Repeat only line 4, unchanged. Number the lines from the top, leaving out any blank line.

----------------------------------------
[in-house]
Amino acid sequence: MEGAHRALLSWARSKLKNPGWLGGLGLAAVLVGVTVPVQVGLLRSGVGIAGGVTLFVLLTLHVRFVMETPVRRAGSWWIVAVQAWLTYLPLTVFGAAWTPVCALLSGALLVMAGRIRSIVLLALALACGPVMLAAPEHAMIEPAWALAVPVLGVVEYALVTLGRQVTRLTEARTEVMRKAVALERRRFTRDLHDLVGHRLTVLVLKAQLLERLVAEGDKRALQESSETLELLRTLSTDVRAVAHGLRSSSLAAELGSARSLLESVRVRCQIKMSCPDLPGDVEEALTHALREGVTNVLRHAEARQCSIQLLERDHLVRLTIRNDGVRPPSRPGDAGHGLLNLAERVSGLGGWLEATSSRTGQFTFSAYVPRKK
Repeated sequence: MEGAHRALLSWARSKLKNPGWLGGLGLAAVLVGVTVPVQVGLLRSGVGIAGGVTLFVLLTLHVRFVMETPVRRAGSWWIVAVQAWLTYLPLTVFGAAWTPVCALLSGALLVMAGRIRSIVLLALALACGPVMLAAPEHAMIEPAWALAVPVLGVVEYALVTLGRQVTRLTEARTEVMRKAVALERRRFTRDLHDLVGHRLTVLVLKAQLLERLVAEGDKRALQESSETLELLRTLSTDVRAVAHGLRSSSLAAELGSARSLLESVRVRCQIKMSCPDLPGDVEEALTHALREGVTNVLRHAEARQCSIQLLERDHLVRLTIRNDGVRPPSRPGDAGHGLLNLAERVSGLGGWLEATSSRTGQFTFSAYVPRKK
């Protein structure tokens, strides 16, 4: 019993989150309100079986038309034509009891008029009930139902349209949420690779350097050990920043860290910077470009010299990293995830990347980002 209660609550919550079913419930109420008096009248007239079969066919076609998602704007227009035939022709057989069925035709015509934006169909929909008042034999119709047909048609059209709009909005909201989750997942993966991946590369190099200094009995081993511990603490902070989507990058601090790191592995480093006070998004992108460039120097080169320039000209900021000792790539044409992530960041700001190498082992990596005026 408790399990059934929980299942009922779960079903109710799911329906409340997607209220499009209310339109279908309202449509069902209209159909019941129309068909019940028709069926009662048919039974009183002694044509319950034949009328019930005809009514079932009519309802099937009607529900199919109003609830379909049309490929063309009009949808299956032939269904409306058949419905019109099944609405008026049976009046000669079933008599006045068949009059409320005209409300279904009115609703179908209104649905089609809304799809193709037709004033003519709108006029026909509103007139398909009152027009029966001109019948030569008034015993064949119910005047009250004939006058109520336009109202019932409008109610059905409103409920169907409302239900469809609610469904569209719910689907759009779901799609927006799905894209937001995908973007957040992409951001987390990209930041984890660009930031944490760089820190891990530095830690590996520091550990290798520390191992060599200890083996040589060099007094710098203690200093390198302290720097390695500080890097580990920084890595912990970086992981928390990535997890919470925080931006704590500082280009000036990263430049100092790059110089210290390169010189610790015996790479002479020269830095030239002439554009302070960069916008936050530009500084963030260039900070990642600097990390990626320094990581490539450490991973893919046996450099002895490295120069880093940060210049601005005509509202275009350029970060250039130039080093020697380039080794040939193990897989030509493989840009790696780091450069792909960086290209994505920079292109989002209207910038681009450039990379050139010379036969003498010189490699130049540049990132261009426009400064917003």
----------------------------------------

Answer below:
């Protein structure tokens, strides 16, 4: 019993989150309100079986038309034509009891008029009930139902349209949420690779350097050990920043860290910077470009010299990293995830990347980002 209660609550919550079913419930109420008096009248007239079969066919076609998602704007227009035939022709057989069925035709015509934006169909929909008042034999119709047909048609059209709009909005909201989750997942993966991946590369190099200094009995081993511990603490902070989507990058601090790191592995480093006070998004992108460039120097080169320039000209900021000792790539044409992530960041700001190498082992990596005026 408790399990059934929980299942009922779960079903109710799911329906409340997607209220499009209310339109279908309202449509069902209209159909019941129309068909019940028709069926009662048919039974009183002694044509319950034949009328019930005809009514079932009519309802099937009607529900199919109003609830379909049309490929063309009009949808299956032939269904409306058949419905019109099944609405008026049976009046000669079933008599006045068949009059409320005209409300279904009115609703179908209104649905089609809304799809193709037709004033003519709108006029026909509103007139398909009152027009029966001109019948030569008034015993064949119910005047009250004939006058109520336009109202019932409008109610059905409103409920169907409302239900469809609610469904569209719910689907759009779901799609927006799905894209937001995908973007957040992409951001987390990209930041984890660009930031944490760089820190891990530095830690590996520091550990290798520390191992060599200890083996040589060099007094710098203690200093390198302290720097390695500080890097580990920084890595912990970086992981928390990535997890919470925080931006704590500082280009000036990263430049100092790059110089210290390169010189610790015996790479002479020269830095030239002439554009302070960069916008936050530009500084963030260039900070990642600097990390990626320094990581490539450490991973893919046996450099002895490295120069880093940060210049601005005509509202275009350029970060250039130039080093020697380039080794040939193990897989030509493989840009790696780091450069792909960086290209994505920079292109989002209207910038681009450039990379050139010379036969003498010189490699130049540049990132261009426009400064917003």